Babylonian Talmud III
Prof. Bill Long 9/13/06
Finishing on the Stubborn and Rebellious Son
We saw in the previous essay that the Rabbis took about three pages of text in the Talmud to whittle down the definition of who could be a rebellious son. The "window" of rebellion is a very narrowly cracked window. In this essay we will examine further the "gluttony and drunkard" standard of the rebellious son.
A Glutton and Drunkard
The first thing we did, then, was to look at the "jurisdictional" or "definitional" issue. What does it mean to be a son? is the first question the Rabbis discuss. The text goes on to discuss liability. As it says: "When does he become liable?" Then, the Mishnah gives about 15 categories of offenses through which he might become liable as a stubborn and rebellious son. The first is interesting. One Rabbi says he becomes liable when "he eats a tartemar of meat and drinks half a log of Italian wine. R. Jose said: A mina of flesh and a log of wine." Since some of the Rabbis didn't know what a tartemar was, one suggested that a tartemar must be 1/2 of a mina because R. Jose doubled the 1/2 log of wine in his definition of drink and, therefore, must also have doubled the tartemar to equal one mina. Hence, a tartemar is 1/2 mina.
You see how it goes. Every one of the 15 or so categories of offenses must be defined, argued about. Often there are digressions upon digressions. One other example will show you what I mean. Liability attaches if he drinks wine and eats meat. But how much? And of what sort? The Rabbis begin their discussions.
" R. Hanan b. Moladah said in R. Huna's name: He is not liable unless he buys meat and wine cheaply and consumes them, for it is written. He is a Zolel. R. Hanan b. Moladah also said in R. Huna's name: He is not liable unless he eats raw meat and drinks undiluted wine. But that is not so, for did not Rabbah and R. Joseph both say: If he ate raw meat or drank undiluted wine, he does not become a 'stubborn and rebellious son'? — Rabina answered, by 'undiluted wine' insufficiently diluted wine is meant, and raw meat means only partially cooked, like charred meat eaten by thieves. Rabbah and R. Joseph both said: If he eats pickled meat or drinks 'wine from the vat', [i. e., new wine before it has matured], he does not become a stubborn and rebellious son'."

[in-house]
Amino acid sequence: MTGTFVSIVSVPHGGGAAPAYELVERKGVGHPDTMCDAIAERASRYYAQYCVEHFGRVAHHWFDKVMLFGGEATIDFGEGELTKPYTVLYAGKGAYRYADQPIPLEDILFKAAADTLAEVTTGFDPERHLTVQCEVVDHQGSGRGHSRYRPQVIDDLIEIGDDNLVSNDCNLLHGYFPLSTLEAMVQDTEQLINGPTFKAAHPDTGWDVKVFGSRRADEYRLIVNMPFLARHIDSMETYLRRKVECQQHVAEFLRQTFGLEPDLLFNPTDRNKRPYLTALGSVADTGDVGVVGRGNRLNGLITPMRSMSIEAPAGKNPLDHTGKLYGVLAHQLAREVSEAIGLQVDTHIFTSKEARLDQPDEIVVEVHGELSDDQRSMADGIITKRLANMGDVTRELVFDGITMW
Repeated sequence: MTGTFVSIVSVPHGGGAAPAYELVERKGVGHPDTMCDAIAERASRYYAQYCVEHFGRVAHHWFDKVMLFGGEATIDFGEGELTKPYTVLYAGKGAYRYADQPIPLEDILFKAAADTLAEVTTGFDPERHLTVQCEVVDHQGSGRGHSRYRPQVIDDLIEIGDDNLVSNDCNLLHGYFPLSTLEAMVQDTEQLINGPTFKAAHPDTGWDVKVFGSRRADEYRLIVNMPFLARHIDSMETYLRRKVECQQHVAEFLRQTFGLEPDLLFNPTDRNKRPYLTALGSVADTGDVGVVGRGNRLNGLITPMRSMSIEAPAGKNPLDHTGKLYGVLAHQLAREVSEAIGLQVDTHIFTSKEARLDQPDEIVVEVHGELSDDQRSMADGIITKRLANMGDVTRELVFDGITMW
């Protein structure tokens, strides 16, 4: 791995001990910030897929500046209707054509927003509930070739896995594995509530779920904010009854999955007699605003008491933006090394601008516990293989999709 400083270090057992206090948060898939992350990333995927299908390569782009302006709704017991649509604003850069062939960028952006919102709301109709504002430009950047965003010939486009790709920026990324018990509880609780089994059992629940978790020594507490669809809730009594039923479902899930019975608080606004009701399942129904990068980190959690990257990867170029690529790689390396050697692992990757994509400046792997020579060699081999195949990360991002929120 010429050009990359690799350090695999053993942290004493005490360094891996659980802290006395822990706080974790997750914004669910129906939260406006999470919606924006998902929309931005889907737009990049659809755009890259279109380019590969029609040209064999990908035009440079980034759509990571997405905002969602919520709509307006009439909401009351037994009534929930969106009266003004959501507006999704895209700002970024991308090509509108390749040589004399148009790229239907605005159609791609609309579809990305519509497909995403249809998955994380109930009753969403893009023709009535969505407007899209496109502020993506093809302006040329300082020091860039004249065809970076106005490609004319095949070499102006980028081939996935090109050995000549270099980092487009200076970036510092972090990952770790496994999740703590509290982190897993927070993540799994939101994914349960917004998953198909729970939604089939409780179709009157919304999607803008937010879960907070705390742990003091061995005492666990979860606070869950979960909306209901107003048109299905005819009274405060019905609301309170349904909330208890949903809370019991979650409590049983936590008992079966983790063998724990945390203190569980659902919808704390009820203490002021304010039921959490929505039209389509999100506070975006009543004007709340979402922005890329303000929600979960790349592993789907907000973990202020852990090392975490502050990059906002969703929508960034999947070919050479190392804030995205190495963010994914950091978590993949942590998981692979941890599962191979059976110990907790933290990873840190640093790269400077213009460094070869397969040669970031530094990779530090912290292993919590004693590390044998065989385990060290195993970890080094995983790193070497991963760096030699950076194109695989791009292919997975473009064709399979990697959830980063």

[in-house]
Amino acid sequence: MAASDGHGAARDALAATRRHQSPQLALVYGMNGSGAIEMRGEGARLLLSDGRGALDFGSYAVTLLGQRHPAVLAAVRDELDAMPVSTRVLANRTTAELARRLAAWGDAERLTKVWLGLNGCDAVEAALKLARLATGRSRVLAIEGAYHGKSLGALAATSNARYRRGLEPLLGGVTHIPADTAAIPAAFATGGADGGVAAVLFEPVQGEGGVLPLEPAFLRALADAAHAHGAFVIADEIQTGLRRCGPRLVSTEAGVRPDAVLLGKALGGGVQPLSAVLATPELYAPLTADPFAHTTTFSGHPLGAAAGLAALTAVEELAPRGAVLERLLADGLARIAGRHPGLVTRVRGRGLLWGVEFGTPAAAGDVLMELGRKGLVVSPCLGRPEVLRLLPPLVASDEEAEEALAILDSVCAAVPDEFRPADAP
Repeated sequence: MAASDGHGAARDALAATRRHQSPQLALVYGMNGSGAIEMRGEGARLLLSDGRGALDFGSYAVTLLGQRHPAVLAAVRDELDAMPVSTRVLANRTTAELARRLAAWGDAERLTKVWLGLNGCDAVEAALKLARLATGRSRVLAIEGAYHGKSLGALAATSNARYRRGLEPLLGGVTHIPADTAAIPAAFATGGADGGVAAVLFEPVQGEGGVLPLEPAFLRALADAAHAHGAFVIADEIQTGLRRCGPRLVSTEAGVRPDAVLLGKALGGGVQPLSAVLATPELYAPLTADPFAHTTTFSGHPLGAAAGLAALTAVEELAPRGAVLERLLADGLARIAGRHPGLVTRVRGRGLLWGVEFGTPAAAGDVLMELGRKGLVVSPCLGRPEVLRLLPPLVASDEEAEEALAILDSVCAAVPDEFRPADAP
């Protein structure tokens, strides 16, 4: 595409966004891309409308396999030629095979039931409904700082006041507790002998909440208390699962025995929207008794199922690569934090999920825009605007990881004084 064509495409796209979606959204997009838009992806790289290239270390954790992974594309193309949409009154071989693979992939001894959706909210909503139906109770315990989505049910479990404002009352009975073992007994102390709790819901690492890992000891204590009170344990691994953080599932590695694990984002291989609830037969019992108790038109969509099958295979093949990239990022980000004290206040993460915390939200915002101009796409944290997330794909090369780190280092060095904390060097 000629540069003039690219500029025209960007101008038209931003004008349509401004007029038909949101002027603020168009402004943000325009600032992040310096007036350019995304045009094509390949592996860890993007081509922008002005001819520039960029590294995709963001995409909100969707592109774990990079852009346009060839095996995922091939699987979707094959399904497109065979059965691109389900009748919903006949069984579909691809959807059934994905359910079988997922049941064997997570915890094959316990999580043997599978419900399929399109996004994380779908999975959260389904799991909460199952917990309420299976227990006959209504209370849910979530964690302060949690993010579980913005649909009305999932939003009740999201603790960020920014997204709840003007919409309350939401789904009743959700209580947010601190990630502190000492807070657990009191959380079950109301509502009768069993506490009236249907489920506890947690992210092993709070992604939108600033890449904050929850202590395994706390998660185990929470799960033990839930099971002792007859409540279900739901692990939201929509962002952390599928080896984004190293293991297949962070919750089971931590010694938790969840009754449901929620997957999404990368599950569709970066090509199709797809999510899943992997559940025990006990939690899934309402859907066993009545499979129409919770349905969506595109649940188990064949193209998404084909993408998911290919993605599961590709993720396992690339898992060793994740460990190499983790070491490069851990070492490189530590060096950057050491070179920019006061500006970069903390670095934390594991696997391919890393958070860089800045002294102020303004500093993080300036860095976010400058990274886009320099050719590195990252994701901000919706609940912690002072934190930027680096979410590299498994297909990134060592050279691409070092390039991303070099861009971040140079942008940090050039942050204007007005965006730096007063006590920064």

So, we have various kinds of wine and various kinds of meat, all of which can be discussed before determining if they are items subject to the prohibitions of the law. Then we have a statement interpreting the words: "He does not become a 'stubborn and rebellious son,' unless he eats meat and drinks wine.
"Our Rabbis taught: If he ate any food but meat, and drank any drink but wine, he does not become a stubborn and rebellious son' — unless he eats meat and drinks wine, for it is written. He is a glutton and a drunkard; and though there is no absolute proof, there is a suggestion for this, as it is written, Be not among the winebibbers, among gluttonous eaters of flesh. And it is also said, For the drunkard and glutton shall come to poverty; and drowsiness shall clothe a man with rags. R. Zera said: whoever sleeps in the Beth Hamidrash, his knowledge shall be reduced to tatters, for it is written, and drowsiness shall clothe a man with rags.
Thus, the rebellious and stubborn son must really be an abuser of drink and meat for him even possibly to fall into that category.
No Such Thing as Such a Son
Then, in interpreting the last Mishnaic section, which suggests that both father and mother must find the son to be rebellious, the Rabbis take off on the idea that he isn't stubborn and rebellious "if his mother was not fit for his father." They discuss several instances of possible "fitness" between the two, such as likeness in appearance, in height and in voice, before saying that, in fact, the likelihood is very small that a rebellious son will ever be found and stoned. Then, as if to seal the argument, the Rabbis discuss the case of the condemned city. They say:
"With whom does the following agree? Viz., It has been taught: 'There never was a condemned city, and never will be.' — It agrees with R. Eliezer. For it has been taught, R. Eliezer said: No city containing even a single mezuzah can be condemned. Why so? Because the Bible saith [in reference thereto], And thou shalt gather all the spoil of it in the midst of the street thereof and shalt burn [them]. But if it contains a single mezuzah, this is impossible, because it is written, [And ye shall destroy the names of them — i.e., the idols — …] Ye shall not do so unto the Lord your God. R. Jonathan said: I saw it, [a condemned city] and sat upon its ruins."
Because the mezuzah contains words from the Shema, or the "Hear oh Israel," from the Book of Deuteronomy, the mezuzah cannot be burned (because you only burn the idols). Thus, since there isn't a city without a mezuzah, there isn't a condemned city (which means that it would be completely in ruins).
This provides the occasion for the Rabbis to wonder about whether in fact there ever was really a leprous house. But that, thankfully, is where we must stop.
Rabbinic thinking is a mode of legal argumentation that takes seriously not only the words of the text but which tries to interrelate the words from various sections of the Bible and Mishnah and then pose hypotheticals or real life examples to see how the words apply. Many of the examples seem to arise from purely intellectual concerns. I think American lawyers, of whatever religious affiliation, would benefit from being exposed to this manner of thinking. It really stretches the mind.
Copyright © 2004-2007 William R. Long